It’s also more energy efficient, avoiding airflow blockages that can arise as a result of surplus lengths of the individual cables inside the enclosure facilitates more efficient cooling. And the NCO saves on space, because it only requires 1 U per switch. Cable management panels are not required, saving additional space, while the flat cables used in the NCO only use one-third of the space of a round cable. The flat cables still offer the same level of reliability, are 100% tested, and the fibre-optic cables additionally have a measurement record on the cassette.

By Clive Partridge, Product Manager IT Infrastructure, Rittal

 

Further information at www.rittal.co.uk and www.friedhelm-loh-group.com or on twitter @rittal_ltd.     

 

Advertisements

A Base for Every Season

Rittal’s new base/plinth system for enclosures and IT racks means it can now offer customers and end-users an unprecedented number of functions and options.

The latest innovation combines all benefits of the existing TS and Flex-Block base/plinth systems in one solution, plus much more besides.  For example, engineers can install VX25 enclosure accessories, while the base/plinth can also be used as an intelligent cable chamber.

All this comes with reduced assembly time, lower costs and greater safety.

The new base/plinth system VX25 from Rittal is designed for the new large enclosure system, as well as being fully compatible with Rittal’s existing enclosure solutions, the TS, TS IT, SE, CM, PC, IW, TP and TE ranges.

The new system combines all the functions and benefits of the Flex-Block and TS base/plinths, which it will soon replace.

As well as an extensive range of accessories, the base/plinth system offers users virtually limitless options around siting, transportation, cable routing, cable attachment and base/plinth configuration.  Its consistent 25 mm pitch pattern means an enclosure’s mounting parts, such as punched sections and rails, can also be used on the base/plinth.  So, in addition to installing baying brackets and cable clamp rails, routed cables can be easily and efficiently clamped and secured in the base/plinth using punched sections with mounting flanges.

This base/plinth system consists of sturdy corner pieces with trim panels at the front and rear and at the sides and is available in heights of 100 or 200 mm.

The corner pieces, like the trim panels, are made of sheet steel, and – due to an integrated centring aid that is pre-fitted in the VX25 frame – it is easy both to position the enclosure precisely on the base/plinth and install the corner pieces. Also new is the ability to attach the base/plinth directly from above, which simplifies screw-tightening.  The base/plinth and enclosure frame can be screwed through the stable base frame with the aid of the nut integrated in the corner piece of the base/plinth.  As an alternative, engineers can screw through the base/plinth into the enclosure’s corner piece.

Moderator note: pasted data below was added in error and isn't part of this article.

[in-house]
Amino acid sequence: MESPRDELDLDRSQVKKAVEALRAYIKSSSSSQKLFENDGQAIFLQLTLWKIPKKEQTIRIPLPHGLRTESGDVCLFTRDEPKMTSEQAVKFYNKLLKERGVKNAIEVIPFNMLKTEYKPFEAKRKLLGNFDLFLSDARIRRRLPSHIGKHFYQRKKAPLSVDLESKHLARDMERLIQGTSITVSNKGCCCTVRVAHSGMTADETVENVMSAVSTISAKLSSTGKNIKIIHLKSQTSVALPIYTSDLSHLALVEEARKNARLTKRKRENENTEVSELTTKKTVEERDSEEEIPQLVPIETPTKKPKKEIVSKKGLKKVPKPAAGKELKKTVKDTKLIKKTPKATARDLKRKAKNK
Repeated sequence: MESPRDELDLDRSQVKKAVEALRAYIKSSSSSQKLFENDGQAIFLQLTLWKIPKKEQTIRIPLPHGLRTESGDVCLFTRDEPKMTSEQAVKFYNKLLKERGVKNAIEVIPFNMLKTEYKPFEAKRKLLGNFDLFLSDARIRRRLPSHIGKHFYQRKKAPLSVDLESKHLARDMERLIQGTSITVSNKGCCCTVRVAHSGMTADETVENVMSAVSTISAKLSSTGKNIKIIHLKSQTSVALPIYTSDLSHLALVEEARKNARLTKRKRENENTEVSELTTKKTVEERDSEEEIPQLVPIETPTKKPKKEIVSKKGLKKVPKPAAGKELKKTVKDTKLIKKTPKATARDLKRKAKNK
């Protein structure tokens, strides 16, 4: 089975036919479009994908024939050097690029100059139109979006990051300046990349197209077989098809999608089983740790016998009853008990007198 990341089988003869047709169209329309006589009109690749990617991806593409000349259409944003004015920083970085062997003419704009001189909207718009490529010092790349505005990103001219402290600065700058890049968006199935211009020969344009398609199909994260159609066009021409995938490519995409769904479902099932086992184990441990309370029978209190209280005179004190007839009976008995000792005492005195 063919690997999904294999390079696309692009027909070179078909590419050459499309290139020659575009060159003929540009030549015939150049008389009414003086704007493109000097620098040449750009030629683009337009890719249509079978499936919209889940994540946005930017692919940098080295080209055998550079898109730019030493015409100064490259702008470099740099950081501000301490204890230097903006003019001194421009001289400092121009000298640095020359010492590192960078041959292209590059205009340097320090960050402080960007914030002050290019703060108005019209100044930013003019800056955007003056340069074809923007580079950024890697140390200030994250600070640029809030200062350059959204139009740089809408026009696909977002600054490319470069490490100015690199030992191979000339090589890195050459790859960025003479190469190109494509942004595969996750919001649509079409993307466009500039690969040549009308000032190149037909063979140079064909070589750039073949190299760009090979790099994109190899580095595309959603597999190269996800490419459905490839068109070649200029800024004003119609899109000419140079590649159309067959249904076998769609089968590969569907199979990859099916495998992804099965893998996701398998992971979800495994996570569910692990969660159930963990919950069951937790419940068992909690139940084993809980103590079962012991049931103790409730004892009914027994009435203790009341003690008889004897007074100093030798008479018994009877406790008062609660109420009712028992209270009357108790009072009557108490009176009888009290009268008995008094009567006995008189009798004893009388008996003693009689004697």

The sheet steel trim panels can then be easily snapped on and, if the enclosure needs to be lifted with a forklift or lifting truck, they can just as easily be removed again. Clip-in trim panels allow simple, fast access to the enclosure for individual use, e.g. as a cable chamber.

The system lends itself to many applications, thanks to the fully symmetrical corner pieces, and the use of the matching base/plinth trim panels, along the length and width of the plinth. For example, the vented trim panels and trim panels with brush strip accessories can now be attached at the sides, or exchanged for the front/rear trim panels.  And all the trim panels can be clipped into the corner piece, or securely screw-fastened.

Pre-assembled captive nuts allow fast and simple assembling. Depending on the application, users can dispense with the trim panels between bayed enclosure suites, or, alternatively, a 100 mm high trim panel may be used to stabilise the base/plinth corner pieces.

SYSTEM PERFECTION.  About the VX25

The VX25 is the first enclosure system that has been fully developed to meet the requirements for increased productivity in control and switchgear manufacturing and along the Industry 4.0 value chains.

It is a major innovative leap, requiring more than 25 registered property rights, and one which reflects both Rittal’s deep industry experience as well as years of intensive customer dialogue.

The VX25 offers the highest possible quality and consistency of data, reduced complexity and savings in time, as well as safe assembly.

Further information at http://www.rittal.co.uk and www.friedhelm-loh-group.com or on twitter @rittal_ltd.

 

fri180424500 Rittal's new base-plinth system

Rittal Publishes UL Regulations Advice

Rittal embraces the need for a high degree of responsibility for the safety of users and the electrical equipment its enclosures are designed to protect.  As such the company has a policy of always being on the front foot when it comes to fully complying with international regulations.  

In the USA and Canada, for example, a machine cannot be commissioned until approved by the AHJ (Authority Having Jurisdiction) to confirm compliance with the valid regulations, such as the National Electric Code NEC (NFPA 70).

The importance of UL regulations cannot be understated for any company exporting electrical equipment into these territories.

UL regulations relate to the protection that enclosures must provide to the internal electronic components.  This includes environmental factors such as dirt, dust, humidity and electromagnetic interference. Control gear and switchgear manufacturers should always take care to ensure that these safety standards are met for any components they are shipping to the USA or Canada.

Rittal Publishes UL Regulations Advice

For enclosure manufacturers such as Rittal, compliance with UL 508A is an important basis for the swift commissioning and approval of equipment and machinery, and the company offers a broad spectrum of industrial enclosures with UL approval. Most have UL approval with a Type 12 protection category (NEMA12); some enclosures with enhanced sealing protection even support Type 4x applications.

Rittal has recently published advice and support for engineers who are designing or specifying systems in line with UL508A, covering all the expectations and requirements for compliance.  Details are available to download from www.rittal.com/uk-en/content/en/unternehmen/presse/pressemeldungen/pressemeldung_detail_55232.jsp.

Further information at www.rittal.co.uk and www.friedhelm-loh-group.com or on twitter @rittal_ltd.